I’ve had quite a busy week. On Tuesday, I worked ‘Ruby’ (Fresh Direct Corlato) in the indoor school because the weather wasn’t very good.
It’s a bit annoying, because I’m not getting to do much acclimatisation training, but she is on good form.
She really wants clipping, but it’s been so chilly at night we’ve been having to put any extra rug on her. It’s not really helping the cause. Of course, she can be clipped once she’s in Hong Kong.
In the afternoon Ruby went for her weekly swim and I had some physio myself to make sure everything is ok with me.
On Wednesday, I set up quite a complicated grid at home — I didn’t realise how complicated until after I’d worked Ruby.
It was three bounces at three feet, one stride to a four feet high and five feet wide oxer, followed by one stride to three more bounces.
The idea was to let Ruby do some intricate work with a big power jump in the middle. She’d worked hard over it but was bright, athletic and sharp.
At the end of the week I was at a four-day show with some novices and young horses at Weston Lawns. Each day, I had to get up early and work Ruby and one other before we left.
It’s nice to ride early in the morning, but it’s still not helping with the heat training. She was also getting some work when I got back from the show — it was a hectic four days. I just missed out on qualifying for the Foxhunter final, too, with Kalico Bay.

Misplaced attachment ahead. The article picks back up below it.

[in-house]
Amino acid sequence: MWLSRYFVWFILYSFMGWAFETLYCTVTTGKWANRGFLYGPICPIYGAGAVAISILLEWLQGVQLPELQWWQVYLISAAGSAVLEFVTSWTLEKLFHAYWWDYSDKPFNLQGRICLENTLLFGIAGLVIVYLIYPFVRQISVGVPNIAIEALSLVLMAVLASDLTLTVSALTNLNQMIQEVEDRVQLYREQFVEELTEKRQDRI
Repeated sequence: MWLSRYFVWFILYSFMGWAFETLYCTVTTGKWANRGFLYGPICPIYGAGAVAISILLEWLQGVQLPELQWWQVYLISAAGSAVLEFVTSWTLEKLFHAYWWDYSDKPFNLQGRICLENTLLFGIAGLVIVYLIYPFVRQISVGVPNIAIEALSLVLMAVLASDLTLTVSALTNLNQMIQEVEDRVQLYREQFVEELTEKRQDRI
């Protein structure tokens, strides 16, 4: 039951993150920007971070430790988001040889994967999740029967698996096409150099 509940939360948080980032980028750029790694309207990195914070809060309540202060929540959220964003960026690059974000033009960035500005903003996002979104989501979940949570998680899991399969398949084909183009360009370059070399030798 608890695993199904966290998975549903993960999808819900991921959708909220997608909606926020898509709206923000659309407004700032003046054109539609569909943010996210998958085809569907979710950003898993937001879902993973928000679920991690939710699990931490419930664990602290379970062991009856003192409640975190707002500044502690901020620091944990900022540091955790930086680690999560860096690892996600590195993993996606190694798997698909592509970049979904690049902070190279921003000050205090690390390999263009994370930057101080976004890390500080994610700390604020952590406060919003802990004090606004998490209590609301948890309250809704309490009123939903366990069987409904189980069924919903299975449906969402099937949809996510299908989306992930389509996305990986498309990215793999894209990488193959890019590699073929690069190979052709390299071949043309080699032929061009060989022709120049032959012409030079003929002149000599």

The show also gave me a chance to give my new hat a run out — make sure it fits well and is comfy to ride in.
It’s got a great big Union Jack spray painted on it. It’s very in your face and completely obvious which country you are riding for. I think the best way to describe it is hideously smart. I really like it. I’m very proud of my flag.
On Monday I went to do a cover shoot for Horse & Hound at dressage rider Laura Bechtolsheimer’s with her and Daisy Dick. I got back in the afternoon and gave Ruby some work before doing a few interviews for a job we’ve got on the yard.
The show jumpers go into quarantine on Saturday, so I spent some time going through paperwork and making sure everything is ok for that.
Then I went to try a horse. It’s quite odd because I have to be very careful. I can’t risk getting on a horse that could be dangerous or do something stupid.
I once broke a collar bone riding a horse in Belgium a few weeks before the World Championships, and I don’t want that to happen now. Basically, it’s about using common sense.
I’ve had a lot of text messages and calls over the past few weeks of congratulations, support and people wishing me well. I’m really grateful to them as it means a lot.